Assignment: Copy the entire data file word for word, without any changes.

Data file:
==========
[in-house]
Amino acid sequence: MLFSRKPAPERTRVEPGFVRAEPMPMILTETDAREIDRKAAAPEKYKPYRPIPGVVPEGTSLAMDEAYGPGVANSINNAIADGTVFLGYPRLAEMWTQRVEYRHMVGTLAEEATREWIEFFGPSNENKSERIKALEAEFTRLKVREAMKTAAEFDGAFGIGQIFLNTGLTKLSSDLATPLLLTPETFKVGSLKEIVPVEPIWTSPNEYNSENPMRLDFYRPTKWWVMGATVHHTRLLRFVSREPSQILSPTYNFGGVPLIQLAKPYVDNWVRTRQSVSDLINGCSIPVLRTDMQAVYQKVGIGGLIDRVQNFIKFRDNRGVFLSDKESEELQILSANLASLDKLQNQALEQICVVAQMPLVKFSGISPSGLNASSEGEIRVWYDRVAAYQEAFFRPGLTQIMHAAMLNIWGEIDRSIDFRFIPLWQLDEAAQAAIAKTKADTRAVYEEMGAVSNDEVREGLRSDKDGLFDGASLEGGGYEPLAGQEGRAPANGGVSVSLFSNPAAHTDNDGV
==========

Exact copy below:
[in-house]
Amino acid sequence: MLFSRKPAPERTRVEPGFVRAEPMPMILTETDAREIDRKAAAPEKYKPYRPIPGVVPEGTSLAMDEAYGPGVANSINNAIADGTVFLGYPRLAEMWTQRVEYRHMVGTLAEEATREWIEFFGPSNENKSERIKALEAEFTRLKVREAMKTAAEFDGAFGIGQIFLNTGLTKLSSDLATPLLLTPETFKVGSLKEIVPVEPIWTSPNEYNSENPMRLDFYRPTKWWVMGATVHHTRLLRFVSREPSQILSPTYNFGGVPLIQLAKPYVDNWVRTRQSVSDLINGCSIPVLRTDMQAVYQKVGIGGLIDRVQNFIKFRDNRGVFLSDKESEELQILSANLASLDKLQNQALEQICVVAQMPLVKFSGISPSGLNASSEGEIRVWYDRVAAYQEAFFRPGLTQIMHAAMLNIWGEIDRSIDFRFIPLWQLDEAAQAAIAKTKADTRAVYEEMGAVSNDEVREGLRSDKDGLFDGASLEGGGYEPLAGQEGRAPANGGVSVSLFSNPAAHTDNDGV